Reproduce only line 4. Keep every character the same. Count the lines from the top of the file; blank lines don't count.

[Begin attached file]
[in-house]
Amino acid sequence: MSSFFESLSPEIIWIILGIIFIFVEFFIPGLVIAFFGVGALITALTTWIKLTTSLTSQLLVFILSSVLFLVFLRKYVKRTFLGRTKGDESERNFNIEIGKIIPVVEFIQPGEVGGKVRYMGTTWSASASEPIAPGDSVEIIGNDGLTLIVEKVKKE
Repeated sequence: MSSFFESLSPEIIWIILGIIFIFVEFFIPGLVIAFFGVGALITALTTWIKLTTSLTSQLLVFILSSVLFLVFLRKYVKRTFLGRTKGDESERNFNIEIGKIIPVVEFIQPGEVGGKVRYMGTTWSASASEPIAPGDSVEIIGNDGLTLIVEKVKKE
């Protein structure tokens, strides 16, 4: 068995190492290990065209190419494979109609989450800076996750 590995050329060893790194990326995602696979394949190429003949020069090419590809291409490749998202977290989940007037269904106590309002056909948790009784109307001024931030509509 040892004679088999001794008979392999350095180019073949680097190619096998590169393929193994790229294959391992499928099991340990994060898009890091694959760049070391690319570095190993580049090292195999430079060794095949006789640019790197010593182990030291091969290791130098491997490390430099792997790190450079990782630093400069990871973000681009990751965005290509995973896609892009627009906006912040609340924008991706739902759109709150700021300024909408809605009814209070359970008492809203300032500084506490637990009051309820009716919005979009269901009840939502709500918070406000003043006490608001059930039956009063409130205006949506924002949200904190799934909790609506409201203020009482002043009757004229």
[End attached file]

């Protein structure tokens, strides 16, 4: 068995190492290990065209190419494979109609989450800076996750 590995050329060893790194990326995602696979394949190429003949020069090419590809291409490749998202977290989940007037269904106590309002056909948790009784109307001024931030509509 040892004679088999001794008979392999350095180019073949680097190619096998590169393929193994790229294959391992499928099991340990994060898009890091694959760049070391690319570095190993580049090292195999430079060794095949006789640019790197010593182990030291091969290791130098491997490390430099792997790190450079990782630093400069990871973000681009990751965005290509995973896609892009627009906006912040609340924008991706739902759109709150700021300024909408809605009814209070359970008492809203300032500084506490637990009051309820009716919005979009269901009840939502709500918070406000003043006490608001059930039956009063409130205006949506924002949200904190799934909790609506409201203020009482002043009757004229």